Monday, November 28, 2011

Army Seeks Answers, Combs Through 'Alternative Futures'

Escalating cyber threats, a struggling economy, the rise of China, and the unpredictable impact of the Arab Spring will dominate the next decade. At least, that's the best collective guess of a conclave of academic experts, government officials, and military officers from the U.S. and abroad, convened by the United States Army. Their objective: This March the service plans to revise its Capstone Concept, issued in 2009, to outline the Army's missions for the post-Afghanistan, post-budget-cut era. The road to that rethinking is a series of conferences and wargames called Unified Quest 2012, which kicked off at the end of October with a symposium to predict the future.

Instead of seeking – or simply imposing – a consensus around a single, supposedly authoritative vision of the world to come, the Army deliberately solicited a range of plausible "alternative futures." "We're not going to get 2020 right," said Lt. Gen. Keith Walker, deputy commander for "futures" at the Army's Training and Doctrine Command (TRADOC), which convened the conference. But, Walker went on, "if we don't consider all the possibilities of what we might have to do for the nation and try as hard as we can to get as many diverse views as we can, then we're guaranteeing we'll get it wrong."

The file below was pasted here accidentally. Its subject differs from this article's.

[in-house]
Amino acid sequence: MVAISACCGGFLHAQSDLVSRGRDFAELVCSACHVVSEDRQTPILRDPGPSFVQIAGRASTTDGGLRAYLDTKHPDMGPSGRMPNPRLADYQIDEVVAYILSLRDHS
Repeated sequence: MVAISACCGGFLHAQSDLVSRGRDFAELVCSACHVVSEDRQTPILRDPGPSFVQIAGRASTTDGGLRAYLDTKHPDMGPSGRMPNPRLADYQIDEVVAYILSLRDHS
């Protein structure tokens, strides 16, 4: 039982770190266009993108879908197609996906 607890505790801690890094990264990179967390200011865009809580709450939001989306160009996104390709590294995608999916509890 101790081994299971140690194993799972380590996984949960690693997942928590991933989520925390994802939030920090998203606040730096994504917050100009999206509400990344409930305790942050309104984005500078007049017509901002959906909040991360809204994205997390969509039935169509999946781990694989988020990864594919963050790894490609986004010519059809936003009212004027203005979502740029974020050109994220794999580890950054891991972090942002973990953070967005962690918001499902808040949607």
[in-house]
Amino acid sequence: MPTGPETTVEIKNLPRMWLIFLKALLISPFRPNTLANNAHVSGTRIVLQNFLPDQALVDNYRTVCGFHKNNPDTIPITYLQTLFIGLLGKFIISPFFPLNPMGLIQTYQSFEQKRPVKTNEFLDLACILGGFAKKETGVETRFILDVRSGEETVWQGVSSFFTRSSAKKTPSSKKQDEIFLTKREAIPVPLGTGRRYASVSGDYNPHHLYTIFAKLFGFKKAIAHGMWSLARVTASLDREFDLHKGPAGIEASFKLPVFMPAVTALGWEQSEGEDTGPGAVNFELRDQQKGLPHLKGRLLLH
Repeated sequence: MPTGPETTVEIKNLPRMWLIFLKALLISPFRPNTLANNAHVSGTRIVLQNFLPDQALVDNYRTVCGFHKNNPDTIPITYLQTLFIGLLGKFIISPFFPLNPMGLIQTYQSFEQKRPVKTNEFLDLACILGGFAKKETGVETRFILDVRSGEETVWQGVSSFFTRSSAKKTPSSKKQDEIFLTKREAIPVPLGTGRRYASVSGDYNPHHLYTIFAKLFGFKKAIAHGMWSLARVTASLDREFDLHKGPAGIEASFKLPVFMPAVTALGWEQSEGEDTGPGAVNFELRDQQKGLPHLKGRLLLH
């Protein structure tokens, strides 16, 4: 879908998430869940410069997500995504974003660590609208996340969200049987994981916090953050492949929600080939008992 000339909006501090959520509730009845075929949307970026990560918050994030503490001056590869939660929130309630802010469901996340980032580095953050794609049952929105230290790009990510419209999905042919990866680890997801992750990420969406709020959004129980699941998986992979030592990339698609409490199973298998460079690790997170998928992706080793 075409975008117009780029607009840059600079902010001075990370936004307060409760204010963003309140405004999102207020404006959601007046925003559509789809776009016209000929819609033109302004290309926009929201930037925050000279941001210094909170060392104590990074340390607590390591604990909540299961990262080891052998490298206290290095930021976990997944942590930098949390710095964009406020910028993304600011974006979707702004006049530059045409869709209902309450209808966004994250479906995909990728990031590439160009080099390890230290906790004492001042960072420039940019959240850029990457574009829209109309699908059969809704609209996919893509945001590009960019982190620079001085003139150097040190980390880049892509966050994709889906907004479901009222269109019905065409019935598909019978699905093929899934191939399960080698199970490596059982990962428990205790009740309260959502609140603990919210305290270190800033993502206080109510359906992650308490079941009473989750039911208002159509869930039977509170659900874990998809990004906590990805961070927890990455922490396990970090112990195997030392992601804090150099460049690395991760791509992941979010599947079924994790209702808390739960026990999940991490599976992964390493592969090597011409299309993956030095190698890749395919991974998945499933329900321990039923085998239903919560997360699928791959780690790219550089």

There were certainly some sharp differences about what the Army should prioritize. At the final session of the "futues" conference, as excitement about cyber-war rose among the assembled experts, counterinsurgency crusader John Nagl spoke up sharply. "I want to push back pretty hard against this cyber [emphasis], not because I don't think it's an emerging field of conflict – it is – but I don't think it's the Army's primary responsibility," said Nagl, an Iraq veteran and retired officer who now co-chairs the Center for a New American Security. "The Army's going to be judged [by] how well Afghanistan turns out, and in the near future I think we should be thinking about... building partner capacity" – military jargon for advise-and-assist missions like those planned for Afghanistan after U.S. combat forces withdraw. Another attendee countered that given the spread of hacking technology, even counterinsurgency conflicts will have a cyber aspect in the future. "I don't disagree with that," replied Nagl, "but the Taliban isn't going to beat us with cyber."